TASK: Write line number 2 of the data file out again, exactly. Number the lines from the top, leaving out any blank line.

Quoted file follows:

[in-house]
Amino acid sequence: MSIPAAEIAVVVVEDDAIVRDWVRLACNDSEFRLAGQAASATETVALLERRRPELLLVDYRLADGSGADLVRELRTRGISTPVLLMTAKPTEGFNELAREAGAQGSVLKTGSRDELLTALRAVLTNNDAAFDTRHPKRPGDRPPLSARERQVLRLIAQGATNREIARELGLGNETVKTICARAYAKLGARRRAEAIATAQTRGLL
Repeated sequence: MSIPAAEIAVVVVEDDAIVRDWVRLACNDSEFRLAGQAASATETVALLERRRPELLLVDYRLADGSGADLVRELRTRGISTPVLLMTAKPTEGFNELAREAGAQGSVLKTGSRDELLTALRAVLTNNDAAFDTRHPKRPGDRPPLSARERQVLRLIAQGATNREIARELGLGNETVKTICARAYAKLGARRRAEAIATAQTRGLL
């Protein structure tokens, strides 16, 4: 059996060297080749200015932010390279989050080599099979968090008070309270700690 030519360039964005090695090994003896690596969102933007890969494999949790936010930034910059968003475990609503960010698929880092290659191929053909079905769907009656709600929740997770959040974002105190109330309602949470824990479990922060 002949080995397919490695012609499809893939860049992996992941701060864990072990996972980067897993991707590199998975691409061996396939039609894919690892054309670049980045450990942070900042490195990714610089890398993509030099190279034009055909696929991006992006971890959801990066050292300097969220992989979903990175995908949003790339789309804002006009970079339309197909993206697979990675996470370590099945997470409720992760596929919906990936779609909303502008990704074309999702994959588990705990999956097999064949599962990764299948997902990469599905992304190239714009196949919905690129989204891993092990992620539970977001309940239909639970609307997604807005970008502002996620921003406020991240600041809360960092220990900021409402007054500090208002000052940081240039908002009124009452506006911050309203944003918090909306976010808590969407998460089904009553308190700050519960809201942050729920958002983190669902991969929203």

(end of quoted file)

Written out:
Amino acid sequence: MSIPAAEIAVVVVEDDAIVRDWVRLACNDSEFRLAGQAASATETVALLERRRPELLLVDYRLADGSGADLVRELRTRGISTPVLLMTAKPTEGFNELAREAGAQGSVLKTGSRDELLTALRAVLTNNDAAFDTRHPKRPGDRPPLSARERQVLRLIAQGATNREIARELGLGNETVKTICARAYAKLGARRRAEAIATAQTRGLL